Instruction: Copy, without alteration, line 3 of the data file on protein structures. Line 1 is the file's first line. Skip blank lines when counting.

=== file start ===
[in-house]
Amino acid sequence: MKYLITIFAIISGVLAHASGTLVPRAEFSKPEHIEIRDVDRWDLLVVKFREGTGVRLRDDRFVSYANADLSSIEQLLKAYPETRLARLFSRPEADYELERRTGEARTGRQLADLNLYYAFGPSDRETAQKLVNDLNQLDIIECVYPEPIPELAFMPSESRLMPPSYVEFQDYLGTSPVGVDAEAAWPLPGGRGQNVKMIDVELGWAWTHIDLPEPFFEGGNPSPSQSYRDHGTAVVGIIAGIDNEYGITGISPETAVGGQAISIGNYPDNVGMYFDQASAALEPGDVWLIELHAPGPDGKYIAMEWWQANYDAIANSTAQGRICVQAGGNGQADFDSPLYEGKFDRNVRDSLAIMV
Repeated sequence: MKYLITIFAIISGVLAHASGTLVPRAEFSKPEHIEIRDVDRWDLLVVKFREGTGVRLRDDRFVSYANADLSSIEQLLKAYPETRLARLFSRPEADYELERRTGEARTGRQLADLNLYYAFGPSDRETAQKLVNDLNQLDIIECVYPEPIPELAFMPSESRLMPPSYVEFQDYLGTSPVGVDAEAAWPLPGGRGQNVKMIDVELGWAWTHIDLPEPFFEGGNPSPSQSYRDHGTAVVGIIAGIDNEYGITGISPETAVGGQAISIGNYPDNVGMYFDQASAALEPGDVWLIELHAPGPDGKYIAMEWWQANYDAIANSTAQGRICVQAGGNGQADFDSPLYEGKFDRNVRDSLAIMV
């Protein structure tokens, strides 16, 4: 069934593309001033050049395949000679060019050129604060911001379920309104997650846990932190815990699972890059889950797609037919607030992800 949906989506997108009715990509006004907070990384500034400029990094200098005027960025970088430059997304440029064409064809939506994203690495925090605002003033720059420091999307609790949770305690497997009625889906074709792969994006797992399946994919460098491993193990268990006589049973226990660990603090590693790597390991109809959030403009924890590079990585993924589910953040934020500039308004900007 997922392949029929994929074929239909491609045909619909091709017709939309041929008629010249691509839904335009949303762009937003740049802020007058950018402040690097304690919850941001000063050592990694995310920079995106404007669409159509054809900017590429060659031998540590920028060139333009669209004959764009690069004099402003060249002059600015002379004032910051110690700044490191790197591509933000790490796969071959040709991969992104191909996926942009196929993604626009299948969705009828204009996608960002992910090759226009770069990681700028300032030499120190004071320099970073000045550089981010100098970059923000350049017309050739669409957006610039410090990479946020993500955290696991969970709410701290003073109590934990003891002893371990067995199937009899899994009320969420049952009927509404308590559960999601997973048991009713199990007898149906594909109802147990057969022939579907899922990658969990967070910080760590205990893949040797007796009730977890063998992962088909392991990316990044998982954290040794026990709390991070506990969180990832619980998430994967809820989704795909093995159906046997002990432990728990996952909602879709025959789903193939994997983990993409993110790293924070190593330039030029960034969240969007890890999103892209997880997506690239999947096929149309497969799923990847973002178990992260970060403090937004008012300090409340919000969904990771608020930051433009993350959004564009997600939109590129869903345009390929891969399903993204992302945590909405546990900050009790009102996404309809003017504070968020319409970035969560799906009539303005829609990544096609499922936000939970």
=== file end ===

Repeated sequence: MKYLITIFAIISGVLAHASGTLVPRAEFSKPEHIEIRDVDRWDLLVVKFREGTGVRLRDDRFVSYANADLSSIEQLLKAYPETRLARLFSRPEADYELERRTGEARTGRQLADLNLYYAFGPSDRETAQKLVNDLNQLDIIECVYPEPIPELAFMPSESRLMPPSYVEFQDYLGTSPVGVDAEAAWPLPGGRGQNVKMIDVELGWAWTHIDLPEPFFEGGNPSPSQSYRDHGTAVVGIIAGIDNEYGITGISPETAVGGQAISIGNYPDNVGMYFDQASAALEPGDVWLIELHAPGPDGKYIAMEWWQANYDAIANSTAQGRICVQAGGNGQADFDSPLYEGKFDRNVRDSLAIMV